c/o Steve McLaughlin

c/o Steve McLaughlin

In Play(er) of the Week, we seek to highlight outstanding Wesleyan athletes or segments of games that deserve extra attention. Grace Devanny ’23 has cemented an incredible athletic legacy at Wesleyan in both the women’s soccer and track & field teams. This fall, Devanny played her final season as a captain and forward for the soccer team and earned her third straight All-NESCAC honor, leading the team in scoring, points, and assists, and leading the conference in shots. Her performances this season came off the back of the team’s stunning journey to the Final Four last year in the program’s first-ever NCAA Tournament appearance. During the winter, Devanny took to the track for the indoor season, where she was recently named the first Cardinal in team history to be named USTFCCCA National Athlete of the Week. She also holds the fastest times in the 200m, 400m, and 500m for all of NCAA DIII this season, on top of setting the DIII record in the 500m. As the spring sports season kicks off, Devanny will be moving to the outdoor track to close out her spectacular athletic career as a Cardinal. 

The Argus sat down with Devanny ahead of the 2023 New England Division III Championships from Friday, Feb. 24 to Saturday, Feb. 25, where she went on to set three meet records and secure victories in the 200m 400m races, along with the 4x200m relay. This left Devanny with 8 career first-place finishes at the meet. As this week’s Play(er) of the Week, Devanny spoke about being a tri-season athlete, the choice between going DI and DIII, and playing sports with her siblings, including her twin brother, Liam Devanny ’23.

The Argus: Could you introduce yourself?

Grace Devanny: I am a neuroscience and psychology double major and I’m a senior. On campus, I’m an academic peer advisor, I am in WesBuds, and I’m also working in a reading and eye movement lab for Professor [Barbara] Juhasz. I’m also on the Executive Board of the Student Athlete Advisory Committee. 

A: Could you talk a little bit about how you first got into soccer? 

GD: I have three brothers and they would always go outside and kick the ball and I’d always wanna play with them. So at first, I was on my brothers’ teams growing up because my dad and mom didn’t wanna split us up and have to go to two different schedules. So I would just be put with my twin brother. He’s actually on campus too, on the soccer team. He would be playing and I would just kind of hop in with them and kind of try to hold my own. I think that’s kind of where my skills and abilities started. 

A: When did you realize you wanted to keep doing that when you got to college?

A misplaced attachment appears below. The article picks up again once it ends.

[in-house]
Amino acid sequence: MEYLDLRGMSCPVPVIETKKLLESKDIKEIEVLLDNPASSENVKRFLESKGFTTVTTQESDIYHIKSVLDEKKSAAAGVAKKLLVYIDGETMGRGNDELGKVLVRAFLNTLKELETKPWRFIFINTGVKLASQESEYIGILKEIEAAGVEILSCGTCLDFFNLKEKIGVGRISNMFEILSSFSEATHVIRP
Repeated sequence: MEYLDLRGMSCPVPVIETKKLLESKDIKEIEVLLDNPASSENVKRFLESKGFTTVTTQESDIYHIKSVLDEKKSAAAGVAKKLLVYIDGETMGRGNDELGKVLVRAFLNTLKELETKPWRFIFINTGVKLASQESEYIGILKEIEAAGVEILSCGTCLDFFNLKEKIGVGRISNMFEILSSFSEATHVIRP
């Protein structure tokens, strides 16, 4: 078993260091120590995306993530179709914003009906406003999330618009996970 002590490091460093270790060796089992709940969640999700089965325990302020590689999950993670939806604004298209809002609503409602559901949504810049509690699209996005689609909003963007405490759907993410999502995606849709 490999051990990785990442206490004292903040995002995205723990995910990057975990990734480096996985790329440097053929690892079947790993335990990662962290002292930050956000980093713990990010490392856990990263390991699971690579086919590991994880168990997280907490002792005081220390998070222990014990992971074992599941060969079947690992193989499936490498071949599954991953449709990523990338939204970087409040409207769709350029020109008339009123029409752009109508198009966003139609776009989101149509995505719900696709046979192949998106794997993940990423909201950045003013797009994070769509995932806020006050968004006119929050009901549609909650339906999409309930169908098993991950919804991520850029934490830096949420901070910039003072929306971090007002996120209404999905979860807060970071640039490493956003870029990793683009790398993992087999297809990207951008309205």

GD: I always thought I wanted to do athletics in college, but I had aspirations of going to higher divisions. I didn’t really know what I was capable of. So when I heard that I could do both [soccer and track] at Wesleyan, that really stuck out to me. 

A: What has that been like for you, juggling all three seasons of college athletics here?

GD: It’s definitely been difficult, but I think I work better when I’m busy. I like a schedule, I know when I need to get my work done, when I need to go to lab, when I have to go to practice, so I have a very rigid schedule of when I need to get all of my homework, readings, and studying done. So it hasn’t been too bad because my coaches are also extremely flexible, giving me the time off that I need so I’m not just doing back-to-back sports, so that’s been helpful. 

A: And what was it like playing your senior season of soccer in the fall? 

GD: It was definitely sad. I think [I’ve] just been playing the sport for so long, but my team is just so much fun and my class specifically, where it was just such a great group of girls, it was just so nice that I ended on a good note in the sport.

A: Do you have any particular highlights or moments that you feel like you’re really going to remember from playing soccer here?

GD: I think in general, my junior year, we won in the Elite 8 to go into the Final Four at MIT. That game will always stick out in my mind ’cause it was overtime and it was such a scary but exciting game. And this year I think we had just so many ups and downs in the season, but I think just our senior day will always stick out in my mind. It was just such a perfect day, it was beautiful outside, all of our families were there, and the team did wonderful things to help us make us feel special.

c/o Steve McLaughlin

c/o Steve McLaughlin

A: You earned your third straight All-NESCAC honor in soccer this year. What was that like for you?

GD: It was great. It was always hard to come back from such a good season [last year] because you have to continue and maintain, so I think that kind of got to me a little bit, but when I found out that I still got the honor, it was exciting. I was really nervous that I didn’t have as good of a season as years prior. It was still so much fun and I still had a great season, but it was just in a different way. 

A: I wanted to also touch on track. Could you talk a little bit about how that first came into your life as a sport?

GD: Yeah, it’s kind of funny. I was playing baseball with my twin brother and we’d always just get tossed in the same sports, obviously. And I think I was in third grade [and] my dad was like, “You know, I don’t think you’re that great at baseball. I think they’re just taking you because they want Liam on their team and you’re just a package deal.” So he put me into track and then I ended up doing a lot better in track than baseball.

A: And you mentioned before when you were thinking about college you were planning to only do track. How long had you been thinking about going to a higher division for track?

GD: [At the] end of my freshman year in high school, I got it in my head that I could do that. I never really knew the standards that you had to reach in order to get into those divisions, and once I started hitting them at a younger age, my coaches really put it in my mind. So I had been thinking about it for a couple years. And I realized that my junior year of high school that I was kind of doing it just to say I went DI when it’s not really about that. It’s about going to a college that you’re gonna enjoy. So that’s why I came here, ’cause I think socially and academically, it’s such a cool place and I was able to do both track and soccer, so it was kind of like a triple whammy of what I wanted out of a school.